The Duke Center for Hyperbaric Medicine and Environmental Physiology, the University of Pennsylvania, and numerous other groups have performed concurrent studies on similar topics, with the trend being a focus on understanding how and why divers experience oxygen toxicity symptoms and what the safe limits of oxygen exposure are. Those limits have markedly decreased from their initial proposals, with Butler and Thalmann proposing a limit of 240 minutes on oxygen at or above 25 ft/8 m and 80 minutes at 30 ft/9 m, to the modern recommendation of no greater than 45 minutes at a PO2 of 1.6 (the PO2 of pure oxygen at 20 ft/6 m).
Between 1935 and 1986, dozens of studies were performed looking at oxygen toxicity in various facets, with exposures both mild and moderate, in chambers both wet and dry. After 1986, these original hyperbaric studies almost universally ended, and the bulk of research we have to work with comes from before 1986. For the most part, research after this time has been extrapolated from previously recorded data, and, until very recently, lack of funding and industry direction coupled with risk and logistical concerns have hampered original studies from expanding our understanding of oxygen toxicity.
Primary Toxicity Models
What we’re left with are three primary models to predict the effects of both CNS and pulmonary oxygen toxicity. Two models originate in papers published by researchers working out of the Naval Medical Research Institute in Bethesda, Maryland, in 1995 (Harabin et al., 1993, 1995), and one in 2003 from the Israel Naval Medical Institute in Haifa (Arieli, 2003). The Harabin papers propose two models, one of which fits the risk of oxygen toxicity to an exponential model that links the risk of symptom development to partial pressure, time of exposure, and depth (Harabin et al., 1993). The other uses an autocatalytic model to perform a similar risk estimate on a model that includes periodic exposure decreases (time spent at a lower PO2). The Arieli model focuses on many of the same variables but attempts to add the effects of metabolic rate and CO2 to the risk prediction. Each of these three models appears to fit the raw data well but fails when compared to data sets in which external factors were controlled.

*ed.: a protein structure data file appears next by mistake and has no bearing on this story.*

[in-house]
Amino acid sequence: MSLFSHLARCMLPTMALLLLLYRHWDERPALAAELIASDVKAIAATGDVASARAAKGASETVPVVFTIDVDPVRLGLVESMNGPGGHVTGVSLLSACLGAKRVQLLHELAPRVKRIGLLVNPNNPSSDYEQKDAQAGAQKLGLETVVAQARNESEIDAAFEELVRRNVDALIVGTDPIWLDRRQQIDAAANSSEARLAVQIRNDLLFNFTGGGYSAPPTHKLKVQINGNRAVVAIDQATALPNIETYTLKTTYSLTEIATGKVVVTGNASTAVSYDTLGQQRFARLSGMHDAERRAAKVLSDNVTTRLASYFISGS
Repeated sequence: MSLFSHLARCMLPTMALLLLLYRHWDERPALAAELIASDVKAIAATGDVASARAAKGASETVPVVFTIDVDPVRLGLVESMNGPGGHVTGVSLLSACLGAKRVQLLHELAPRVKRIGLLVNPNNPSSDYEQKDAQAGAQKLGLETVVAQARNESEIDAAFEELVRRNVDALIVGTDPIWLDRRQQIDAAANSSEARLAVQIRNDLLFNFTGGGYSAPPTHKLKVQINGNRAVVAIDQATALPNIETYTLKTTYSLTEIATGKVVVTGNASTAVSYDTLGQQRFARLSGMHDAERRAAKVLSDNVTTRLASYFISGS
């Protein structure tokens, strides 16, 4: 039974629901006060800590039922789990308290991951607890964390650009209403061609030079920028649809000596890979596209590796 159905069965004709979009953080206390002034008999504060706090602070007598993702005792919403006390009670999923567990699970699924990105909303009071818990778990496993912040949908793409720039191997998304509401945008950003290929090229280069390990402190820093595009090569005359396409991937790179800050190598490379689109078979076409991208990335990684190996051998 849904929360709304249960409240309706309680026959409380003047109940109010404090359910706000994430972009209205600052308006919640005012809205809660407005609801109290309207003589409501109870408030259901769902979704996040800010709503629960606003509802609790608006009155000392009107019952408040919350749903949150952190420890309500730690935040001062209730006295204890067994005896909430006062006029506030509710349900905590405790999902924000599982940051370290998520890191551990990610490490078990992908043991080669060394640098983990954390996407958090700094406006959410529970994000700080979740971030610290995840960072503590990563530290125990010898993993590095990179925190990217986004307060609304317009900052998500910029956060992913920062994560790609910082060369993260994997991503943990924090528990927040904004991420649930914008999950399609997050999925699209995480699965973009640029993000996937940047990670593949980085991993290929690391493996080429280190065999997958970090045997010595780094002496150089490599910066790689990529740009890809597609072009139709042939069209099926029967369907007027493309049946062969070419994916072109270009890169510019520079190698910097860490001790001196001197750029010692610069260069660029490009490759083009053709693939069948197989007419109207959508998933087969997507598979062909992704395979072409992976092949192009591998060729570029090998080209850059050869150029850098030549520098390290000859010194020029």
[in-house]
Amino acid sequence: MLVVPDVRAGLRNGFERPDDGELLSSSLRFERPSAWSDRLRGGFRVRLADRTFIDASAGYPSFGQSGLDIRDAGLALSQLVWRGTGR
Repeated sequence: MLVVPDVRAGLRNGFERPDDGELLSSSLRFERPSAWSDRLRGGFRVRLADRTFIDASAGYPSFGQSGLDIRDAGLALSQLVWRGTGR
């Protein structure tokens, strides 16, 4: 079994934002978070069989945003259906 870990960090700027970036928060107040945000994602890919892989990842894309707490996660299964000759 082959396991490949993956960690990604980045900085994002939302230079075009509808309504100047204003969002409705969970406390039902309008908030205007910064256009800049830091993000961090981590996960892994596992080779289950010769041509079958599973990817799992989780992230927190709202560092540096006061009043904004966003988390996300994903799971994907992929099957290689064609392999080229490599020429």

The culmination of all this work and modeling is that we now have a reasonable understanding of a few things. First, CNS toxicity is rare at low PO2, so modeling is difficult but risk is similarly low. Second, most current models overestimate risk above a PO2 of 1.7 (Shykoff, 2019). This does not mean that high partial pressures of oxygen are without risk (experience has shown that they do pose significant risk), but the models cannot accurately predict that risk. Finally, although we cannot directly estimate risk based on the data we currently have, most applications should limit PO2 to less than 1.7 bar (Shykoff, 2019).
For the majority of divers, the National Oceanic and Atmospheric Administration’s (NOAA) oxygen exposure recommendations remain a conservative and well-respected choice for consideration of limitations. The research we do have appears to show that these exposure limits are safe in the majority of applications, and despite the controversy over risk modeling and variability in symptom evolution, planning dives using relatively conservative exposures such as those found in the NOAA table provides some measure of safety.